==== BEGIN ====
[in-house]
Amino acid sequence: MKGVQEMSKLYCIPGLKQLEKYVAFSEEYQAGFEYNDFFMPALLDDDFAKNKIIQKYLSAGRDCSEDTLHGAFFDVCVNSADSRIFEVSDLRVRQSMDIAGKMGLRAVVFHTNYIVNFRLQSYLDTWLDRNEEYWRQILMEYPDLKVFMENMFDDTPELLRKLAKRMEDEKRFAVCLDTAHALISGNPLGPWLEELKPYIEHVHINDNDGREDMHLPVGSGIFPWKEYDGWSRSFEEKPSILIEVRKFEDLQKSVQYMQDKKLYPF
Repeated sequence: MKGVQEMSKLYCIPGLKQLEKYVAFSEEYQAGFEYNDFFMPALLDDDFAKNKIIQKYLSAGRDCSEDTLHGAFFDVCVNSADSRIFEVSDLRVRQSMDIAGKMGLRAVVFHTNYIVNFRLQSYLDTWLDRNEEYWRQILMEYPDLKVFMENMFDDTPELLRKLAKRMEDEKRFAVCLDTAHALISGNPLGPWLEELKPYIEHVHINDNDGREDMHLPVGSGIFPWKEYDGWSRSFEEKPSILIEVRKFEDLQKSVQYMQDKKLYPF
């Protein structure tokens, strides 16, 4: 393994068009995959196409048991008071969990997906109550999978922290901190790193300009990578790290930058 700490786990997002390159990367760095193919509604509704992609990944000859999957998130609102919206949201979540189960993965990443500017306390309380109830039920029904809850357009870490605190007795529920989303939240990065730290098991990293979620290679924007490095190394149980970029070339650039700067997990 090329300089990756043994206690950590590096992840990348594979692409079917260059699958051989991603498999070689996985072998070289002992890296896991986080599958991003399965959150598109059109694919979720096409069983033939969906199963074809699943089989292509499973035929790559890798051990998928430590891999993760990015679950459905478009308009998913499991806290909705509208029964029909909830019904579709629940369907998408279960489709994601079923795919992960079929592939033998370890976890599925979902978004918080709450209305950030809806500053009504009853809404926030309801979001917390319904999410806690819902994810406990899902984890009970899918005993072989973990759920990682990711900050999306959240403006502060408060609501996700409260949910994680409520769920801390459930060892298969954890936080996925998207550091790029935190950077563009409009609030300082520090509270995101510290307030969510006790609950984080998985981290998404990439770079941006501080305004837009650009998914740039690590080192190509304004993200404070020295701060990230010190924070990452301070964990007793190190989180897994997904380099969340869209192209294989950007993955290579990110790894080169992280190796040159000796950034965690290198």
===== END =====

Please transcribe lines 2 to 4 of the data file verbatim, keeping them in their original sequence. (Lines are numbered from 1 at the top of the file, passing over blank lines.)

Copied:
Amino acid sequence: MKGVQEMSKLYCIPGLKQLEKYVAFSEEYQAGFEYNDFFMPALLDDDFAKNKIIQKYLSAGRDCSEDTLHGAFFDVCVNSADSRIFEVSDLRVRQSMDIAGKMGLRAVVFHTNYIVNFRLQSYLDTWLDRNEEYWRQILMEYPDLKVFMENMFDDTPELLRKLAKRMEDEKRFAVCLDTAHALISGNPLGPWLEELKPYIEHVHINDNDGREDMHLPVGSGIFPWKEYDGWSRSFEEKPSILIEVRKFEDLQKSVQYMQDKKLYPF
Repeated sequence: MKGVQEMSKLYCIPGLKQLEKYVAFSEEYQAGFEYNDFFMPALLDDDFAKNKIIQKYLSAGRDCSEDTLHGAFFDVCVNSADSRIFEVSDLRVRQSMDIAGKMGLRAVVFHTNYIVNFRLQSYLDTWLDRNEEYWRQILMEYPDLKVFMENMFDDTPELLRKLAKRMEDEKRFAVCLDTAHALISGNPLGPWLEELKPYIEHVHINDNDGREDMHLPVGSGIFPWKEYDGWSRSFEEKPSILIEVRKFEDLQKSVQYMQDKKLYPF
């Protein structure tokens, strides 16, 4: 393994068009995959196409048991008071969990997906109550999978922290901190790193300009990578790290930058 700490786990997002390159990367760095193919509604509704992609990944000859999957998130609102919206949201979540189960993965990443500017306390309380109830039920029904809850357009870490605190007795529920989303939240990065730290098991990293979620290679924007490095190394149980970029070339650039700067997990 090329300089990756043994206690950590590096992840990348594979692409079917260059699958051989991603498999070689996985072998070289002992890296896991986080599958991003399965959150598109059109694919979720096409069983033939969906199963074809699943089989292509499973035929790559890798051990998928430590891999993760990015679950459905478009308009998913499991806290909705509208029964029909909830019904579709629940369907998408279960489709994601079923795919992960079929592939033998370890976890599925979902978004918080709450209305950030809806500053009504009853809404926030309801979001917390319904999410806690819902994810406990899902984890009970899918005993072989973990759920990682990711900050999306959240403006502060408060609501996700409260949910994680409520769920801390459930060892298969954890936080996925998207550091790029935190950077563009409009609030300082520090509270995101510290307030969510006790609950984080998985981290998404990439770079941006501080305004837009650009998914740039690590080192190509304004993200404070020295701060990230010190924070990452301070964990007793190190989180897994997904380099969340869209192209294989950007993955290579990110790894080169992280190796040159000796950034965690290198």